An extensive study of the world's best service companies reveals the principles on which they're built. From the April 2008 issue of Harvard Business Review.
Peter F. Drucker, author of Management Challenges for the 21st Century, explains that success in the knowledge economy comes to those who know themselves - their strengths, their values, and how they best perform.
Roger Martin looks beyond the actions of great leaders. He says the lessons we really need to learn come from what goes on in their heads - particularly the way they creatively build on the tensions among conflicting ideas.
In this issue: "The Scary Truth about Corporate Survival" by the Editors of Harvard Business Review. "Mapping Frontier Economies" by Aldo Musacchio and Eric Werker. "Health Care Needs Real Competition" by Leemore S. Dafny and Thomas H. Lee. "Fixing Discrimination in Online Marketplaces" by Ray Fisman and Michael Luca.
In this issue: "Revolutionizing Customer Service" by the Editors of Harvard Business Review. "Making Exit Interviews Count" by Everett Spain and Boris Groysberg. "Culture Is Not the Culprit" by Jay W. Lorsch and Emily McTague. "Pipelines, Platforms, and the New Rules of Strategy" by Marshall W. Van Alstyne, Geoffrey G. Parker, and Sangeet Paul Choudary.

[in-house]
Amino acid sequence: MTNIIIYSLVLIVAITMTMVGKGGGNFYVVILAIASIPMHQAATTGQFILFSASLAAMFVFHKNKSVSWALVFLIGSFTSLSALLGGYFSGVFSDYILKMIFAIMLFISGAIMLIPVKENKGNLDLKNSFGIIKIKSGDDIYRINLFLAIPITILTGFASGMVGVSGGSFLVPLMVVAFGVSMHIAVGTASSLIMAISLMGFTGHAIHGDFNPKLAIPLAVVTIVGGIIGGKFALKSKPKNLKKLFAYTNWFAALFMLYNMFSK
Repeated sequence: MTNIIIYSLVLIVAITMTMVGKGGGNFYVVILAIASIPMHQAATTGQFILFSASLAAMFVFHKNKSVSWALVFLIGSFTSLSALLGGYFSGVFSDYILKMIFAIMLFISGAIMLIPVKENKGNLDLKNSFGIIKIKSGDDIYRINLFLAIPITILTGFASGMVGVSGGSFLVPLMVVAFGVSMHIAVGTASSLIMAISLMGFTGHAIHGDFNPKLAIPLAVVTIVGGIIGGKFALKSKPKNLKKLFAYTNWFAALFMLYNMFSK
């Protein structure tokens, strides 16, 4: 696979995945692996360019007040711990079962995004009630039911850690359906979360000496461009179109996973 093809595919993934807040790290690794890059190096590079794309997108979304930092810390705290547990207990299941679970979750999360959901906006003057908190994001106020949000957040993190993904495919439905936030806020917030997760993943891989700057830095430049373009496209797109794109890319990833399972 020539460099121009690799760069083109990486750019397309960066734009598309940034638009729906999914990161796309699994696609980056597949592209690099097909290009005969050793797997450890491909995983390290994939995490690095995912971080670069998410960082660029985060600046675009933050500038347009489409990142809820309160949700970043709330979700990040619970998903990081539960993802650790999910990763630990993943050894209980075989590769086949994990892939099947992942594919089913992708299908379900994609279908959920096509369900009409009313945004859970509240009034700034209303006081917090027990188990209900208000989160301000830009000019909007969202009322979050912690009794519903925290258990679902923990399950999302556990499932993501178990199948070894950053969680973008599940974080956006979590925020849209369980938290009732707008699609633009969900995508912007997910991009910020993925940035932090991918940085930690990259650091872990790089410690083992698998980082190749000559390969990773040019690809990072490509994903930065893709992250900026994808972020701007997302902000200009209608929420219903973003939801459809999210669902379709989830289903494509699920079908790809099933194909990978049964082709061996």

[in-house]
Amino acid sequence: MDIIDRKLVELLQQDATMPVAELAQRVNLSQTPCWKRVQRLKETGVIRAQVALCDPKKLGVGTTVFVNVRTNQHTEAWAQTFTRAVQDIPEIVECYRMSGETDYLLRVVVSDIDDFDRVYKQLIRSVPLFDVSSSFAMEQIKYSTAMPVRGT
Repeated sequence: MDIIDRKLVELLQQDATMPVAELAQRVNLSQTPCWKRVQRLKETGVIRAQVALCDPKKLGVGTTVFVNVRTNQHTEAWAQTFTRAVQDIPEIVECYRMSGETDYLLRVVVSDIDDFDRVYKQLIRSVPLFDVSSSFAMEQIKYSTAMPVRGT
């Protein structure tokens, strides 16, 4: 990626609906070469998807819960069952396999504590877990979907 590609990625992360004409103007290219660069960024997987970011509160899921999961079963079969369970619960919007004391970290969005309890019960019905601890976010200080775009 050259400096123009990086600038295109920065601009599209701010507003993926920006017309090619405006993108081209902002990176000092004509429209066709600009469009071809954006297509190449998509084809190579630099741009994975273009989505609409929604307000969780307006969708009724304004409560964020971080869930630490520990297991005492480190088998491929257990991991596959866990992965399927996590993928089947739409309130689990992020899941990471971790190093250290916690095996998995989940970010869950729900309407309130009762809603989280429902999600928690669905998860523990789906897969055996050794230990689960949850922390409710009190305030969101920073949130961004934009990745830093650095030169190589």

A four-step process that will help you become a better public speaker by creating a true emotional connection with your audience.
You'll hear why even the largest and most complex teams can work together effectively if the right conditions are in place. From the November 2007 issue of Harvard Business Review.
How dangerous assumptions can creep into every strategic proposal – and how you can avoid them....
Even for the most gifted individuals, the process of becoming a leader is an arduous, albeit rewarding, journey of continuous learning and self-development. The initial test along the path is so fundamental that we often overlook it: becoming a boss for the first time. That's a shame, because the trials involved in this rite of passage have serious consequences for both the individual and the organization. For a decade and a half, the author has studied people making major career transitions to management.
"How Companies Can Profit from a Growth Mindset." "The Best-Performing CEOs in the World" by Harvard Business Review. "Turn Your Science into a Business" by Reddi Kotha, Phillip H. Kim, and Oliver Alexy. "How Not to Cut Health Care Costs " by Robert S. Kaplan and Derek A. Haas.
In America, the name Forbes is synonymous with business magazine. Now the hard-hitting journalism that you have come to expect from Forbes is available in audio exclusively at audible.com. This unique offering brings you the best of every issue, from new investment opportunities, to trends in business and management, to smart ways to cut your taxes, protect your estate, and increase your wealth.